Becoming a permanently neutral and federal country is the most realistic way to end the war in Ukraine and re-secure Europe for decades to come.
The young Russo-Ukrainian war is a horrible tragedy for the people of Ukraine and a tremendous setback for the European post-Cold War security structure. There are signs, however, that the two sides are creating the basis for a negotiated end to hostilities, even as rocket salvos rain down across the entire Ukrainian territory.
Russian President Vladimir Putin has demanded that Ukraine be “denazified,” “demilitarised,” and, most importantly, become a neutral state. His Ukrainian counterpart, Volodymyr Zelenskyy has signalled that he is willing to talk about a neutral status for his country.
US State Department spokesperson Ned Price has called this diplomacy “at the barrel of a gun” – which it is – but a neutral status for Ukraine is nothing new, and has even been proposed by many realist thinkers in the West. The most influential proponents include former National Security Advisors Henry Kissinger and Zbigniew Brzezinski, professors John Mearsheimer, Hall Gardner, Stephen M Walt and Renée Belfer, who explained why it was the West’s dogmatic belief in the liberal narrative winning over the entire world was the root for the conflict in the first place. Many scholars have also advocated for buffers that are not a part of Russia’s or the US’ security network, simply because it makes strategic sense.
Permanent neutrality is a very European solution to a very European problem: mutual geopolitical threats. Switzerland was neutralised by the Great Powers in 1815 to keep Austria and France apart, Belgium and Luxembourg were neutralised later to put space between France and Germany, and Austria was neutralised in 1955 to regain its independence without becoming another NATO member that could threaten the USSR.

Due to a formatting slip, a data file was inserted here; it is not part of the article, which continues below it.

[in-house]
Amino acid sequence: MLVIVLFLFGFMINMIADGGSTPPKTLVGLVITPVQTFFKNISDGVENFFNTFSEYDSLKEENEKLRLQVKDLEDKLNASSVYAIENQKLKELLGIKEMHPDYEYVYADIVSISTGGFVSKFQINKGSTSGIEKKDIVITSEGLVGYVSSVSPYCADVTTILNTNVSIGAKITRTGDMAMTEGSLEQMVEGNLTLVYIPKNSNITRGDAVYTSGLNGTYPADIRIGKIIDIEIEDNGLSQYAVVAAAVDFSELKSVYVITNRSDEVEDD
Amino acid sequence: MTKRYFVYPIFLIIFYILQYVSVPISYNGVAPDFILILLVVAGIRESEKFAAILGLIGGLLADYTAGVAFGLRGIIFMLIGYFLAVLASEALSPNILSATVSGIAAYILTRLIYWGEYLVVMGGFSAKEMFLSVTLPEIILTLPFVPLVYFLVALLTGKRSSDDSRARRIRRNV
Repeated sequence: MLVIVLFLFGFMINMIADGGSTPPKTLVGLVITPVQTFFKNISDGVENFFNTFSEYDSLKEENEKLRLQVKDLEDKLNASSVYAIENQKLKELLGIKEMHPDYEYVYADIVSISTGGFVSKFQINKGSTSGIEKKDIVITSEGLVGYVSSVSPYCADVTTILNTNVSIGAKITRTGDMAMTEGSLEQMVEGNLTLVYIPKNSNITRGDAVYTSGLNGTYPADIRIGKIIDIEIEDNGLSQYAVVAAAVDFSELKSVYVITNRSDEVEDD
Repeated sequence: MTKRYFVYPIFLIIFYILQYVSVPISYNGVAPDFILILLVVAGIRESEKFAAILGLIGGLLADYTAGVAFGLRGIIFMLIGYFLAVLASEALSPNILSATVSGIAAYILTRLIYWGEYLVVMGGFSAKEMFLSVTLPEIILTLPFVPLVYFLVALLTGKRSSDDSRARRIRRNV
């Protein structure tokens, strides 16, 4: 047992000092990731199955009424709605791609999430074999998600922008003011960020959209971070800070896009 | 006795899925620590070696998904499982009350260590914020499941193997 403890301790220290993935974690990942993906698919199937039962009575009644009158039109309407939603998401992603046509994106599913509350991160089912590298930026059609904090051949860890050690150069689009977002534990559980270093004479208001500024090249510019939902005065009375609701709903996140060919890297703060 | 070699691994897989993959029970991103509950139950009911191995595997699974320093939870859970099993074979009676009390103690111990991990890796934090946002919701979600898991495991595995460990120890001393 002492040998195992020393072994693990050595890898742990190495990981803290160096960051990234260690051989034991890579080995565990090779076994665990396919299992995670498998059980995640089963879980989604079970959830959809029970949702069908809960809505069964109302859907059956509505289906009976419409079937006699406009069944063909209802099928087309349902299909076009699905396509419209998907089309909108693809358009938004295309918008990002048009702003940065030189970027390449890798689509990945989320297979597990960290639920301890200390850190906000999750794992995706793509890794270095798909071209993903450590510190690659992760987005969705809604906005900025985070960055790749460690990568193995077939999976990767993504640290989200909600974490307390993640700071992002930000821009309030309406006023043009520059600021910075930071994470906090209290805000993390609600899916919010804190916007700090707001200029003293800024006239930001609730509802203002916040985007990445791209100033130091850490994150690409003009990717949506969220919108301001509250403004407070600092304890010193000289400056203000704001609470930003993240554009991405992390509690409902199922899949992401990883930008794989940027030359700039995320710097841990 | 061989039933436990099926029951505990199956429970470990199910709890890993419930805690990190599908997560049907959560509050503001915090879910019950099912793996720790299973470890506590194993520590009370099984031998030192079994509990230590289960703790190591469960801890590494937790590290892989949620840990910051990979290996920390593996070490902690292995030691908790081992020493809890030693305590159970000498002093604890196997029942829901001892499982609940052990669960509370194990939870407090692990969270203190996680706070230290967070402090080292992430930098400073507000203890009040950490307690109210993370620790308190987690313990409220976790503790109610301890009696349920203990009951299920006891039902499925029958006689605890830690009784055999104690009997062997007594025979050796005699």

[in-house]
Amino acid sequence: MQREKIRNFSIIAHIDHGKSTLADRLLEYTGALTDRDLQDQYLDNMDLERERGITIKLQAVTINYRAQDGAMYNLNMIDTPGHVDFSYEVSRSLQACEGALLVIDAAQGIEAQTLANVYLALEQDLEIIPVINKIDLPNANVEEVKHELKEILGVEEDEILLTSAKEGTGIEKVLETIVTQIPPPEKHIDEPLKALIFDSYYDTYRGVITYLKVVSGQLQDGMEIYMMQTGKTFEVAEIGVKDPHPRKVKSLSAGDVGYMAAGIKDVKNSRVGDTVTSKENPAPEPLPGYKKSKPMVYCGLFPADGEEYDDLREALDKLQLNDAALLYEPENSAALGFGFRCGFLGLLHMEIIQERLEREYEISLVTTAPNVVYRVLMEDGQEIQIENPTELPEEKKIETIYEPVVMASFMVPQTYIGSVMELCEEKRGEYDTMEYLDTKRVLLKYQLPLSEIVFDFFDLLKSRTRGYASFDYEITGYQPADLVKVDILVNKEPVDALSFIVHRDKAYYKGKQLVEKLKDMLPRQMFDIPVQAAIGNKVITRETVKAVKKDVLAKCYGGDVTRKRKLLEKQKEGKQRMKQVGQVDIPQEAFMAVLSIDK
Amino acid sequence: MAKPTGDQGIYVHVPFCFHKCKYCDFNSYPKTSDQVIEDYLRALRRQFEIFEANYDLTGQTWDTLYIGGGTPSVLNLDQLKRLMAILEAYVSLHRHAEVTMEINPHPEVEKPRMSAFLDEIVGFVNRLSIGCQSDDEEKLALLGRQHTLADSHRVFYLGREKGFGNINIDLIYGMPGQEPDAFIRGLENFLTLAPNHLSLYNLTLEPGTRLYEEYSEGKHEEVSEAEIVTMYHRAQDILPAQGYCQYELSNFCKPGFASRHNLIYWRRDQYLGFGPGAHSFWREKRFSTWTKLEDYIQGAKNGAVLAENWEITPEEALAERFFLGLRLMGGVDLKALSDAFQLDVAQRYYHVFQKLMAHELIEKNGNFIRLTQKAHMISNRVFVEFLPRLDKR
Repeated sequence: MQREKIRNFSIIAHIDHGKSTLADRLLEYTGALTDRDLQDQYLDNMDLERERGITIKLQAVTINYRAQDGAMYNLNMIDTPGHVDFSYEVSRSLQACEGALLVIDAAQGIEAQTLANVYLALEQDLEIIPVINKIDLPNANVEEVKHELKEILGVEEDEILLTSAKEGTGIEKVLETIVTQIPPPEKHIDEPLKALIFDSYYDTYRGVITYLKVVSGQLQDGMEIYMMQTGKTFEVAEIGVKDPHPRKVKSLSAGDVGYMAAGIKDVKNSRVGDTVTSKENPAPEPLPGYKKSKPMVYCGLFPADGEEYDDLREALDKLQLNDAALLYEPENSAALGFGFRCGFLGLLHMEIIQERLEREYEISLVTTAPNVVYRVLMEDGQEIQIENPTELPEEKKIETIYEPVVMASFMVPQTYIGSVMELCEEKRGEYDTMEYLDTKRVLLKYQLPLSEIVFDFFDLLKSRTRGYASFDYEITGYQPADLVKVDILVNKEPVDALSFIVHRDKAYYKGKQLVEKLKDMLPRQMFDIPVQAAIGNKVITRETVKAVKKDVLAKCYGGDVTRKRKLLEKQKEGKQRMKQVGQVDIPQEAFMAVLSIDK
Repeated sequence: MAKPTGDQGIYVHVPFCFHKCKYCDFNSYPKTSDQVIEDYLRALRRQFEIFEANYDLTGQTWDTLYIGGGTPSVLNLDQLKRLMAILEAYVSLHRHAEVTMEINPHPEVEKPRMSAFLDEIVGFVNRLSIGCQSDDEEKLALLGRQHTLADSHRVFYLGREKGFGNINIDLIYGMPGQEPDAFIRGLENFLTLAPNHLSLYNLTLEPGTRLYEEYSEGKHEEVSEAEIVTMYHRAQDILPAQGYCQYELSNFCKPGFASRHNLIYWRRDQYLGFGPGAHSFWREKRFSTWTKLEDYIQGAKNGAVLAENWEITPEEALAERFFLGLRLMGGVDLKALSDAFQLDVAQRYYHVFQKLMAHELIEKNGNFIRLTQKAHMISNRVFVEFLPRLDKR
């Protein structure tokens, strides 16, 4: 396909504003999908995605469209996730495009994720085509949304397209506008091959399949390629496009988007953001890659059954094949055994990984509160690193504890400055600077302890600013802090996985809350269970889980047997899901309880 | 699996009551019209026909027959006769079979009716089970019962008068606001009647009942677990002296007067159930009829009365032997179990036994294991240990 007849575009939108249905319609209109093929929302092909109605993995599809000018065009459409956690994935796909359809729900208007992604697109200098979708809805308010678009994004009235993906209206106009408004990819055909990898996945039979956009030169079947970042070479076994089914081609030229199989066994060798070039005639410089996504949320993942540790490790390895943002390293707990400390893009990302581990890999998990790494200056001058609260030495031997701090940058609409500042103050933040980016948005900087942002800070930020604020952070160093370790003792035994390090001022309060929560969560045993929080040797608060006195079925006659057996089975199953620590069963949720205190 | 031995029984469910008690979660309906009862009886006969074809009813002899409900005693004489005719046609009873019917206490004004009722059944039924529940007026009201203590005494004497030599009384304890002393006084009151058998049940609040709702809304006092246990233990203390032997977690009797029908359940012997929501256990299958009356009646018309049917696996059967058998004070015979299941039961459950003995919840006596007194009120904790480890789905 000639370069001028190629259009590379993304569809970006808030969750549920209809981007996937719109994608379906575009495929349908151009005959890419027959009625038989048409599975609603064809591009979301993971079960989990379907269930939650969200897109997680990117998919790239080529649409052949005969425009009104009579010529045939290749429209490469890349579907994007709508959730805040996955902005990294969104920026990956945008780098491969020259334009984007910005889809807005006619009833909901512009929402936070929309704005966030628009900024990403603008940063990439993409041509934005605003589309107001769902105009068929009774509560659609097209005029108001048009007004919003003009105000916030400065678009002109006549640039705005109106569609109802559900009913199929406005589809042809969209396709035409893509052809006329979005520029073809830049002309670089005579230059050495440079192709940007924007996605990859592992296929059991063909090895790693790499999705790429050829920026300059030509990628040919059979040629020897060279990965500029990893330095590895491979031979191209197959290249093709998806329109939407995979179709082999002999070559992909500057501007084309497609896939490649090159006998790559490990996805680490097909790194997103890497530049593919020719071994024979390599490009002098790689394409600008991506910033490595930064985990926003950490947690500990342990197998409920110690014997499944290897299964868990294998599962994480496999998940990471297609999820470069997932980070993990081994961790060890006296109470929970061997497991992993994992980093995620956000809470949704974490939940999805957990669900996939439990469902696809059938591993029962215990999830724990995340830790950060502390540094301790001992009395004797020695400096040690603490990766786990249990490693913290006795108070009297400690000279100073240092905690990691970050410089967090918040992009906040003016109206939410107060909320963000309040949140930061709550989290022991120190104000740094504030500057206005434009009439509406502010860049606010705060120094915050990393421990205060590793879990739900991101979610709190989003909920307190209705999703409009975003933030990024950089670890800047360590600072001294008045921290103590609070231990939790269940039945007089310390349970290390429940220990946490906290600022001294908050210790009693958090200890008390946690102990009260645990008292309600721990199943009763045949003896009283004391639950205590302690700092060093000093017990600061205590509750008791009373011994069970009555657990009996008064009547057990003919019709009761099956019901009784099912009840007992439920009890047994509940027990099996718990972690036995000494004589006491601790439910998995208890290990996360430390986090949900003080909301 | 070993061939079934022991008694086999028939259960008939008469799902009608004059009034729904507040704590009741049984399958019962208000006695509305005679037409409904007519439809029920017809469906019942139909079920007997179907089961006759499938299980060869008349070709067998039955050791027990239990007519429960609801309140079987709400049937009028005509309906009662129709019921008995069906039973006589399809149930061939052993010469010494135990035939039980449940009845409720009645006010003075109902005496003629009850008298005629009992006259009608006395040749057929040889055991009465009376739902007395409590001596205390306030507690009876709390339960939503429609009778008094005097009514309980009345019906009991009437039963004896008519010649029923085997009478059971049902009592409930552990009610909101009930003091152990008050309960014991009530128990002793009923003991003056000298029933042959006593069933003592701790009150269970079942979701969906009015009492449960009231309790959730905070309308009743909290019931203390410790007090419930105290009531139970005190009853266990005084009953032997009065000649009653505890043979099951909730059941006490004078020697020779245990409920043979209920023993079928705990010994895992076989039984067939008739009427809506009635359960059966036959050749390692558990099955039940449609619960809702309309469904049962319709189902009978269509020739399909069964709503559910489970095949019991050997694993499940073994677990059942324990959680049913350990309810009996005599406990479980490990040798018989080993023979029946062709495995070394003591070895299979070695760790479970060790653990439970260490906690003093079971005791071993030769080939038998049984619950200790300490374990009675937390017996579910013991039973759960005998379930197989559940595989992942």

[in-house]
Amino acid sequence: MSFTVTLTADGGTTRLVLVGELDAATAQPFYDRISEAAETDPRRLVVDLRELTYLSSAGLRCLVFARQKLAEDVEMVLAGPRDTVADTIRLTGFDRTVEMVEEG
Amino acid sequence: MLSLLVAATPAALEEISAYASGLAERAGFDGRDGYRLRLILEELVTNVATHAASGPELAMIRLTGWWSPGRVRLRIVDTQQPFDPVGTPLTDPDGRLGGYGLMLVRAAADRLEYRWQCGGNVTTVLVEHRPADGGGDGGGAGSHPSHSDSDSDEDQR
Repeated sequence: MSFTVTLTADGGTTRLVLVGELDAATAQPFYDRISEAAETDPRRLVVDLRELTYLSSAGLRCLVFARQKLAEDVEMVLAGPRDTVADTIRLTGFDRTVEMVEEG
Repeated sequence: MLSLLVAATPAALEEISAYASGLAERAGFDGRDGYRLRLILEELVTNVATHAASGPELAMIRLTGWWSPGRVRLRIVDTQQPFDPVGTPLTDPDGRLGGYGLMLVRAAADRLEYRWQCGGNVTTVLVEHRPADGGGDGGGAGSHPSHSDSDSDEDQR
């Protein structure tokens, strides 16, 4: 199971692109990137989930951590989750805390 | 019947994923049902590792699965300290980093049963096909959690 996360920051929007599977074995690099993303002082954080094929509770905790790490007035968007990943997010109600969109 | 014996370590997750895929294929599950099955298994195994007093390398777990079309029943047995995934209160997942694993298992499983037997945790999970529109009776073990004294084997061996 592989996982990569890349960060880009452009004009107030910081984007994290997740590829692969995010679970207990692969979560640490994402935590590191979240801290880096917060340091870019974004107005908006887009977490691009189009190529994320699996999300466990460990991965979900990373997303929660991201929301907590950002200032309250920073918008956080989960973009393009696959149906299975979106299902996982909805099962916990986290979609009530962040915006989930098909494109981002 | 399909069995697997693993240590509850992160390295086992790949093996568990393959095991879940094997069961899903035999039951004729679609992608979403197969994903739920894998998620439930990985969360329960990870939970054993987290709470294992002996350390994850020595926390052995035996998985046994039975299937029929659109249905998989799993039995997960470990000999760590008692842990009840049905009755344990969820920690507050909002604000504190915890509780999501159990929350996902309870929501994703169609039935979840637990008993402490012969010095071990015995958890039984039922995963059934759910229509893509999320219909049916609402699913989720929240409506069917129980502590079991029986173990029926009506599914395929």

This worked because neutral buffer states deescalate the security dilemma. Permanently neutral states, even when they have militaries – which almost all do – pose no structural threats to great powers, while nuclear weapons or alliances like NATO do.
That is why Moscow, too, has been calling for a neutral Ukraine, and not just since the war started. Rank and file Russian foreign policymakers have suggested it on the highest levels, together with a federalisation of the state as foreseen in the Minsk II agreements.
Since December 17 2021, when Russia published two draft treaties, it has been clear that Moscow would agree to a neutral status for Ukraine. The treaties all but name the policy. Even if one rejects the demands of NATO’s withdrawal to 1997 borders (also a part of the proposal) the neutrality of Ukraine still comprises the core part.
Now we have the demand for the policy on the table also directly from Putin. Liberal pundits in the West dismissed this as the Kremlin’s wish for a “sphere of influence.” However, despite the clear upper hand in the conflict, Russia is still sticking to its demand for a neutral Ukraine. It is clear that Putin will also demand significant changes to Ukraine’s domestic political system — this is the “denazification” part of the ultimatum.
Let there be no misunderstanding. The unprovoked attack on Ukraine is a blatant infringement of international law and illegal, like many other previous Russian actions. There can be no excuse on the level of law or moral decency. But that is not the point.